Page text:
English has a rich diversity and a propensity to change. This has resulted in both a variety of forms of English, as discussed above, but also a diversity in the cultural contexts in which the language is used. From its beginnings as a local language of mainland Britain over one and a half millennia ago, it is estimated that English is now spoken by roughly ‘2000 million people, in hundreds of countries.’ (Seargent and Swann 2012) Non-native speakers have undoubtedly had a profound effect upon the use of the language, as have decisions made by institutions such as national governments and education systems (Seargent and Swann 2012).
Britain’s Colonial expansion lent itself to perpetuating further change of the English language. The spread of English speakers in many parts of the world provided a diasporic base for the language which is a significant factor in the adoption of a language as a lingua franca. (Graddol, 2000) In colonial India, for example, Macaulay tried to solve the issue of governing four hundred million people who did not speak a common language by insisting English was taught. Now Hindi is the official language, and English an ‘Associate Official Language,’ which has also prevented political unrest should one or other of the native languages be solely used for governance. (U214, DVD00787, 3.1)
English is now regarded as an ‘International Language’ by many (Seargeant and Swann 2012), being used in a vast array of contexts and by a growing number of people speaking it either as their first, second, or as a foreign language. It’s rise has been closely linked to the rise of the US as a superpower that has spread the English language alongside it’s economic, technological and cultural influence. According to Seargeant and Swann (2012), the rise of ‘New Englishes’ are challenging what we know as ‘Standard English’, as they themselves become standardised. Code-mixing is common among many communities, despite often being viewed negatively in establishments, and is offering rise to the debate of English now becoming a family of languages (Seargeant and Swann).
History of English language will explain, why learning English as a second language is difficult without proper instruction, even though basic components are same. Throughout its history English has been influenced by the varieties of language. Living languages never remain static. Every language is the product of change and continues to change as long as it is spoken. Only dead languages like ...
The English language has changed considerably in vocabulary and grammatical form, over the centuries, often as a result of language contact. This has shaped a hybrid language with elements borrowed from many different sources. Once used on an extremely local scale and now globally, – albeit in a number of different varieties, dialects and accents, – the English language has arguably seen the biggest transformation of any language in the last fifteen hundred years. In this regard it is often difficult to liken Old English with that spoken today. However, every form of English spoken today has its foundations from the language first brought to the British Isles in the fifth century, and with an educated eye it is possible to identify many similarities between the two.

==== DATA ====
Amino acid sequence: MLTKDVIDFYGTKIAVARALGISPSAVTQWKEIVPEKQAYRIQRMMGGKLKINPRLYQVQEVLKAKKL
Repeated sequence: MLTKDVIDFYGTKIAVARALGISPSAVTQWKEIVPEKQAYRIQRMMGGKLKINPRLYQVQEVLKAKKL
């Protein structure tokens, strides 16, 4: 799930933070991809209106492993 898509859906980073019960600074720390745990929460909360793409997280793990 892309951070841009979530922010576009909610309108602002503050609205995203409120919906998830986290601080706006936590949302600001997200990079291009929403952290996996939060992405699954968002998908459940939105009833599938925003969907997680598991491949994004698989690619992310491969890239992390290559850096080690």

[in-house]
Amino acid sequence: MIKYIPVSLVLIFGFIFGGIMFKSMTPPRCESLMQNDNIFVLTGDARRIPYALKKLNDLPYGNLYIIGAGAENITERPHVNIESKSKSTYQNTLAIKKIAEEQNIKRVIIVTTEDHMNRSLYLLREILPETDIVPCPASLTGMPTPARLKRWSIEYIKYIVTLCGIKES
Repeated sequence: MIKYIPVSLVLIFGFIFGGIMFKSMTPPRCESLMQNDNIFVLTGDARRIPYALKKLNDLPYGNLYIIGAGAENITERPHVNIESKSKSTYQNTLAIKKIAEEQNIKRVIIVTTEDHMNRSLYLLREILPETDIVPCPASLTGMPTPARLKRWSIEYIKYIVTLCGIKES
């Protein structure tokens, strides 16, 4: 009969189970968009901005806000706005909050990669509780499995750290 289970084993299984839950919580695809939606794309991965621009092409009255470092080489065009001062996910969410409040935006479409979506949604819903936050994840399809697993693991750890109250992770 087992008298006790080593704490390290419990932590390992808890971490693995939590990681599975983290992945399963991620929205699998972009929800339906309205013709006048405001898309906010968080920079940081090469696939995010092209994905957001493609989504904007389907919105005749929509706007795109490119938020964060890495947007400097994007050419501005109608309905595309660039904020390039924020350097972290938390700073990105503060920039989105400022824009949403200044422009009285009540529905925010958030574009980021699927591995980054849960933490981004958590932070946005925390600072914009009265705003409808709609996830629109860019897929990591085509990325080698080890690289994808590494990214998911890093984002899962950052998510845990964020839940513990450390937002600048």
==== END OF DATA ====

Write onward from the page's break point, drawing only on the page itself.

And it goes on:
Graddol, D. (2000) The future of English [online], The British Council, http://www.britishcouncil.org/learning-elt-future.pdf (Accessed 2 March 2012).
Mitchell, B. ‘Inflections’, in Mitchell, B. and Robinson, F.C. (2001) A guide to old english, 6th edn, Padstow, Blackwell Publishing.
North, S. (2012) U214 English: A linguistic toolkit, Unit 4, ‘Word Building’, Glasgow, The Open University.
Seargeant, P. and Swann, J. (2012) U214 English in the world, history, diversity, change, Unit 1, ‘English in the world today’, Routledge/Milton Keynes, The Open University.
Seargeant, P. and Swann, J. (eds) (2012) U214 English in the world, history, diversity, change, Unit 2, ‘A national language’, Routledge/Milton Keynes, The Open University.
Seargeant, P. and Swann, J.(eds) (2012) U214 English in the world, history, diversity, change, Unit 3, ‘A colonial language’, Routledge/Milton Keynes, The Open University.
Seargeant, P. and Swann, J. (eds) (2012) U214 English in the world, history, diversity, change, Unit 4, ‘A global language’, Routledge/Milton Keynes, The Open University.
The global spread of English over the last 50 years is remarkable. It is unprecedented in several ways: by the increasing number of users of the language, by its depth of permeation [“pE:mI’eISn] into societies and its range of functions. There is a model consisting of 3 circles proposed by B.B. Kachru in 1982 in order to describe regional varieties of English. The 1st or inner circle ...
Shakespeare, W. (2008) Romeo and Juliet: (2009 Edition) Oxford School Shakespeare, Oxford, Oxford University Press.
The Open University (2012) U214 Worlds of English, ‘DVD 1: English in the world’, [2.1] Milton Keynes, The Open University, DVD00787
The Open University (2012) U214 Worlds of English, ‘DVD 1: English in the world’, [3.1] Milton Keynes, The Open University, DVD00787